NOAA 2001-R126
Contact: Gordon Helm

Research to help U.S. press for more effective international management

An independent study, funded in part by the Department of Commerce's National Oceanic and Atmospheric Administration's National Marine Fisheries Service, improves scientists' understanding of the migratory habits of one of the world's most valuable marine fish, the Atlantic bluefin tuna. NOAA fisheries managers believe the study, which tracked giant bluefin tuna throughout the north Atlantic Ocean, provides data which can strengthen international management measures.

The study reported in the August 17 issue of the journal Science, with noted tuna researcher Dr. Barbara A. Block of Stanford University as lead author, provides significant insight into the migration patterns of these giant fish. This five year study was co-authored by Dr. Eric D. Prince of NOAA fisheries.

"The study confirms and expands on past migration-related traditional tagging data and provides a wealth of new knowledge about the diving patterns, thermal biology, feeding characteristics and environmental preferences of Atlantic bluefin tuna," said Bill Hogarth, acting NOAA fisheries director. "We are pleased to be a part of this important research that gives scientists and managers a clearer picture of the migratory, feeding and spawning habits of these fish."

Block and her team of researchers used two new state-of-the-art electronic tags to monitor the movements of the fish. This group of scientists assisted in the development of a new generation of electronic tags initiated with a grant from NOAA fisheries. Using a combination of satellite pop-up tags and archival tags, scientists were able to track the tuna's migration and monitor several behavioral activities. More information about the archival and pop-up tags is available at

NOAA fisheries managers are particularly interested in the newly reported data because of their implications for future management decisions. An accompanying article, also in the Aug. 17 journal Science, titled "Whose fish are they anyway?" and co-authored by NOAA fisheries' Northeast Fisheries Science Center director Dr. Michael Sissenwine, examines this controversial marine fishery. Journalists may receive a copy by e-mail from: Subscribers may access the article at The public may obtain the article by calling (202 326-6450.

Bluefin tuna in the Atlantic are highly sought after because they are prized by recreational fishermen and they have a high commercial value in Asian sushi and sashimi markets, with some fish going for as high as $60,000. Harvesting of bluefin and other Atlantic tuna is managed through catch quotas established by agreements of member countries through the International Commission for the Conservation of Atlantic Tunas based in Madrid, Spain. Currently, bluefin tuna are managed as two separate stocks, eastern and western. The western stock, the smaller of the two, has tight restrictions placed on it. The larger eastern stock has fewer restrictions. While scientists have been aware of mixing of the stocks in international waters, where many countries fish, the nature of mixing has not been well studied until now.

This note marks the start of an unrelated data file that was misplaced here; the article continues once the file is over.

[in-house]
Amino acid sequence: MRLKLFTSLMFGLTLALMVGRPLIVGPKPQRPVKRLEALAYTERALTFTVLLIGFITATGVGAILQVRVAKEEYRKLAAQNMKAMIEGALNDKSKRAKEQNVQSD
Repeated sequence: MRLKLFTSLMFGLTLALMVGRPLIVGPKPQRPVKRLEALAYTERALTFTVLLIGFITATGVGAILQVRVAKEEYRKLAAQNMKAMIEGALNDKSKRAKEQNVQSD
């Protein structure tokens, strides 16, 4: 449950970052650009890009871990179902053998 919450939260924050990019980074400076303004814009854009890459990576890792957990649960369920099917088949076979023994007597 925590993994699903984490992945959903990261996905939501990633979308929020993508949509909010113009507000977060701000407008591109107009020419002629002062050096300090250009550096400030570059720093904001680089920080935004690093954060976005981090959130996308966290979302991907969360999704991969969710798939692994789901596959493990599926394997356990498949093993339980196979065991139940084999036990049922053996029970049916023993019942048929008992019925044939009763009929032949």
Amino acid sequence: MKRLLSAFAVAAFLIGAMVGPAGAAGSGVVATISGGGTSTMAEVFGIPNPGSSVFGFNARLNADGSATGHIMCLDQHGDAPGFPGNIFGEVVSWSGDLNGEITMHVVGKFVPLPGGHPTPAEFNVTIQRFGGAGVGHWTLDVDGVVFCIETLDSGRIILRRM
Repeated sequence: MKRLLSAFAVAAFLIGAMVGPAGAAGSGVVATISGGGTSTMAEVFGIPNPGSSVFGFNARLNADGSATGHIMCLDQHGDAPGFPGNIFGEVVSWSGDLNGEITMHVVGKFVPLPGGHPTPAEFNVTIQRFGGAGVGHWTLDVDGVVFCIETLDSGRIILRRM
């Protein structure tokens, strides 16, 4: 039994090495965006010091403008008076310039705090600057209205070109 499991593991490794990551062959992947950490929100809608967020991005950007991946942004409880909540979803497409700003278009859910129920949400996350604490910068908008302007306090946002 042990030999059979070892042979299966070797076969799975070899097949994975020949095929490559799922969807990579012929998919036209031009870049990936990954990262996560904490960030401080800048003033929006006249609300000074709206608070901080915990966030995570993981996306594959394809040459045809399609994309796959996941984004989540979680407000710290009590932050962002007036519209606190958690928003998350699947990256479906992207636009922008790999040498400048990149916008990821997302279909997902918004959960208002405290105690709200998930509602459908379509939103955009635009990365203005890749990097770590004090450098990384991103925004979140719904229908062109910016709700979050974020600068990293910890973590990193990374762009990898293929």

"The U.S. and its recreational and commercial fishing groups, along with environmental and conservation organizations, has long supported the need to rebuild Atlantic tunas through international agreement and compliance," said NOAA fisheries' Director of the Office of Habitat Conservation, Rolland Schmitten, who is the U.S. ICCAT commissioner. "We've seen that effective science and management in the international arena have arrested the decline of the western Atlantic bluefin tuna stock. The Block study is a critical link in the knowledge we need to ultimately rebuild the stock throughout the Atlantic. This science reaffirms that the level of harvest of eastern Atlantic and Mediterranean bluefin tuna is excessive and must be reduced, and that management measures in the east can affect the west."

At the request of the United States, ICCAT is already moving forward with two stock mixing issues. ICCAT members have endorsed new research on bluefin tuna in the central Atlantic to collect biological samples of spawning size bluefin tuna in the Mid-Atlantic ocean to help determine if there is a spawning area there. ICCAT scientists will review recent studies, including the Block study, and prepare recommendations on how best to account for the new mixing data on bluefin tuna in future stock assessments and management decisions. Their recommendations will be presented to the full ICCAT scientific body in October and to the ICCAT commissioners in November.

In the Block study, researchers discovered that Atlantic bluefin often are traveling throughout the entire North Atlantic and, in some cases, into the Mediterranean Sea. Individual tuna also migrated from the Western Atlantic to the east and back again in the same year. The Science article reported that the western-tagged bluefin travel to distinct spawning grounds in the Gulf of Mexico or the Eastern Mediterranean. "The results indicated that western-tagged bluefin are vulnerable to fishing from all Atlantic bluefin tuna fisheries," the authors report.

For more information about the Block study, go to:

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